The White League Assassinates in the Name Of the Democratic Party
A dispatch from Lake Providence, Louisiana has "left little doubt that Dr.Williams B. Jones, the editor of the Lake Providence (La.) Republican, who was foully assassinated at his home on the day after the election, was sent out of this world for the one reason that he was a...outspoken Republican". In Lake Providence's election Gen. FLoyd King, a White Leaguer, was chosen as the Democratic congressional nominee. Despite the fear of a White League-dominated district that was marred with corruption, violence, and coercion, Col B.H. Lanier decided to take the Republican nomination.
Col. B.H. Lanier had served in the Union army and "was everywhere known as one of the most courageous and uncompromising Republicans in the South." Upon consenting to the Republican nomination Col. B.H. Lanier relinquished his position as editor of the Lake Providence Republican to Dr. Jones. Throughout the election these two individuals campaigned fervently while being aware of the risks such campaigning had in regards to their lives. Col. B.H. Lanier confided to a correspondent of the New York Times that, "he did not believe that either Dr. Jones or himself would get through the election without being attacked."
On November 3, 1880 Dr. Jones was assassinated. The explanation many Louisianans gave was that the Doctor was "too radical in his paper, and abused the good people of Louisiana." Many assumed that no investigation into Dr. Jones' murder would ever occur, nor any individuals punished for the crime.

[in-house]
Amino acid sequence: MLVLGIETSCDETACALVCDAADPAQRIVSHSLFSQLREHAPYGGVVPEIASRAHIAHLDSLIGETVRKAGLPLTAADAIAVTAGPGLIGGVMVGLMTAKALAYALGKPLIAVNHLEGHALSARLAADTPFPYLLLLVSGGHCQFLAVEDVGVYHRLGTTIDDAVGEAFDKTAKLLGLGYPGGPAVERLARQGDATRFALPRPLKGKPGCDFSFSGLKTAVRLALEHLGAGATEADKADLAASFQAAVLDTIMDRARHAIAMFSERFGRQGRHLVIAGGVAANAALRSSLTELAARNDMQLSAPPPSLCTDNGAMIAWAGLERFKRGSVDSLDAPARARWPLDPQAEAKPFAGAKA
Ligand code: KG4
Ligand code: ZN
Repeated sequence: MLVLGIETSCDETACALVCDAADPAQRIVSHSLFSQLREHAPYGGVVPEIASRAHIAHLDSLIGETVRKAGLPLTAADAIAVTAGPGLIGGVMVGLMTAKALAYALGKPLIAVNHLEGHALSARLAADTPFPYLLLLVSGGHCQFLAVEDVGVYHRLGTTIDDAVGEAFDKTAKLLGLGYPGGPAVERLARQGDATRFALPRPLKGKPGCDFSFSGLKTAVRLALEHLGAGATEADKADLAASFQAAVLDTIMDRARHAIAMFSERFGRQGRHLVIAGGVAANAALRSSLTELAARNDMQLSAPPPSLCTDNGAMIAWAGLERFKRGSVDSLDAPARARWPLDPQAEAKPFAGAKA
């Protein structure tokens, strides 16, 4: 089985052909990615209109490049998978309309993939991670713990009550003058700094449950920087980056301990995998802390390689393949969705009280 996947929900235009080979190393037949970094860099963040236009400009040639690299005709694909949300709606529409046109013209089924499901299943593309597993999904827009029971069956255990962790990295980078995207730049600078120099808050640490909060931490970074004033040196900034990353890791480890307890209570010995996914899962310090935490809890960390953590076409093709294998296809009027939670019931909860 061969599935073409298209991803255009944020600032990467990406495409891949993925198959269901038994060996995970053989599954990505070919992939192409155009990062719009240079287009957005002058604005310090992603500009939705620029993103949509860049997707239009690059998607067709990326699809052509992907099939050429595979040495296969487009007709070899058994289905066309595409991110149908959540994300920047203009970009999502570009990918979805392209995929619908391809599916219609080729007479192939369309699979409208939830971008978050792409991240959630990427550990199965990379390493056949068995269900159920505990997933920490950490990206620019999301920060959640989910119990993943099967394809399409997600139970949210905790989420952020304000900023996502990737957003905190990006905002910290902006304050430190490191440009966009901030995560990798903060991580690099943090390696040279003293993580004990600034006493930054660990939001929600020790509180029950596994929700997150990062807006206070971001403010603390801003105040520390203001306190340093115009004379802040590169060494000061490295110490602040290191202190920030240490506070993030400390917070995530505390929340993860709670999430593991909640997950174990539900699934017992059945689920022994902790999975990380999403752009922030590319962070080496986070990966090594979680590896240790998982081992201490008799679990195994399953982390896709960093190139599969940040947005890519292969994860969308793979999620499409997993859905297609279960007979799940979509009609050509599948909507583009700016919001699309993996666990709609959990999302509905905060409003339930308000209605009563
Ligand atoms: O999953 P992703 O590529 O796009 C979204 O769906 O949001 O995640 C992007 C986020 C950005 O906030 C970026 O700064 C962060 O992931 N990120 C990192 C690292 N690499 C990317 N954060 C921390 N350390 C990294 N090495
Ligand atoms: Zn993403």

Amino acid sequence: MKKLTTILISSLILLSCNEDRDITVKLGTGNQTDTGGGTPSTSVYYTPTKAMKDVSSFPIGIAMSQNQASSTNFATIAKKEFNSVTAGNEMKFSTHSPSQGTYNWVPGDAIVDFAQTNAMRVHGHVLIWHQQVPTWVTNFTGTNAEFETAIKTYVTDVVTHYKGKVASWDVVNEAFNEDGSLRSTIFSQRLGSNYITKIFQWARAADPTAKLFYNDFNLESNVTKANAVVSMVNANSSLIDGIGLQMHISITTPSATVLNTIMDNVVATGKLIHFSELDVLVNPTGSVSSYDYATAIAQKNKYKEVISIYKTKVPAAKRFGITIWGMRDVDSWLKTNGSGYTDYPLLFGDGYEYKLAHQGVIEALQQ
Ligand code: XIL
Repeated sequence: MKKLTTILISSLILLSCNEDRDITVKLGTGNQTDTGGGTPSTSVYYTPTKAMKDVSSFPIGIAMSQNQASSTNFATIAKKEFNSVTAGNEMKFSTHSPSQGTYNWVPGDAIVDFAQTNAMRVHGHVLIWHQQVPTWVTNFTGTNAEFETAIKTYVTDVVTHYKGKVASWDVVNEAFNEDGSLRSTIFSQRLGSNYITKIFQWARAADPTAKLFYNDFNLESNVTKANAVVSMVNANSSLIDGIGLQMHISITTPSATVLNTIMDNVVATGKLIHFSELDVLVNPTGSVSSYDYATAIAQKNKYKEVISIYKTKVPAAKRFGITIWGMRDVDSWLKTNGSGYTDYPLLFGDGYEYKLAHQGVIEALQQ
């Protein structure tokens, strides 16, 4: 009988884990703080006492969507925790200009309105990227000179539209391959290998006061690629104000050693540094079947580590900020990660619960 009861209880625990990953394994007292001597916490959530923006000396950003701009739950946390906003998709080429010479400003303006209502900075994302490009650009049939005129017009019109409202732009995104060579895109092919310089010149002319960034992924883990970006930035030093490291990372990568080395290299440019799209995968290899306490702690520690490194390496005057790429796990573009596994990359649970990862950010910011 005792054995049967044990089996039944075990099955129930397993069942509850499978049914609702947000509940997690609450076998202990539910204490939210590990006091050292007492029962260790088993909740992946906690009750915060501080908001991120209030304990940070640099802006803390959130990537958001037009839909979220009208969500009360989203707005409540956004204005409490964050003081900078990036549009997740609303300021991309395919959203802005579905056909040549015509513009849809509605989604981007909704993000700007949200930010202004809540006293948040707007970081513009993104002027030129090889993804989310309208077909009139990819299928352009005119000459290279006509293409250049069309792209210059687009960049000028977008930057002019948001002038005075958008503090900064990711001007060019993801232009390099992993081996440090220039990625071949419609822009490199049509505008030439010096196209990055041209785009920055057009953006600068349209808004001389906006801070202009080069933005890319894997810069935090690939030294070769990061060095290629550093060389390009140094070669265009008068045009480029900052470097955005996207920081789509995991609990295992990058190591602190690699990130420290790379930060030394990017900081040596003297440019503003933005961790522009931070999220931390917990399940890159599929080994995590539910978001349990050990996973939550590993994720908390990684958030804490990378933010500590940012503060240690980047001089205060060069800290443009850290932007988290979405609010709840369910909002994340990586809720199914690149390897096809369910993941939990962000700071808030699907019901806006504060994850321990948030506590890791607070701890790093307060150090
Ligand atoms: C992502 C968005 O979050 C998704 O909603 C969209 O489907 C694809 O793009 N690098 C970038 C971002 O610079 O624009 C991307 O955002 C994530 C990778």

During the year 1874 in St. Landry Parish the White League was founded. The group encompassed mainly former Confederate soldiers and members of the white business elite. The main focus of this paramilitary was restoring white supremacy within the Legislature. As illustrated above, the White League targeted Republican office holders and utilized economic intimidation of black voters during campaigns as well. Unlike other paramilitary groups such as the Ku Klux Klan and the Knights of the White Camellia, the White League attempted to garner the sympathy of the southern news media. While the White League in its original form no longer exists today, its use of force aided in contributing to Southern legislatures being run by southern whites just as they had been prior to the Civil War.
- "The White League's Work; Another Political Crime in the South," New York Times, November 14, 1880.
- Eric Foner, Reconstruction (New York: Harper & Row, Publishers, 1988), 550-551.
- Loyola University, "Kate Chopin", Loyola University, http://www.loyno.edu/~kchopin/new/culture/creoles.html (accessed December 6, 2011).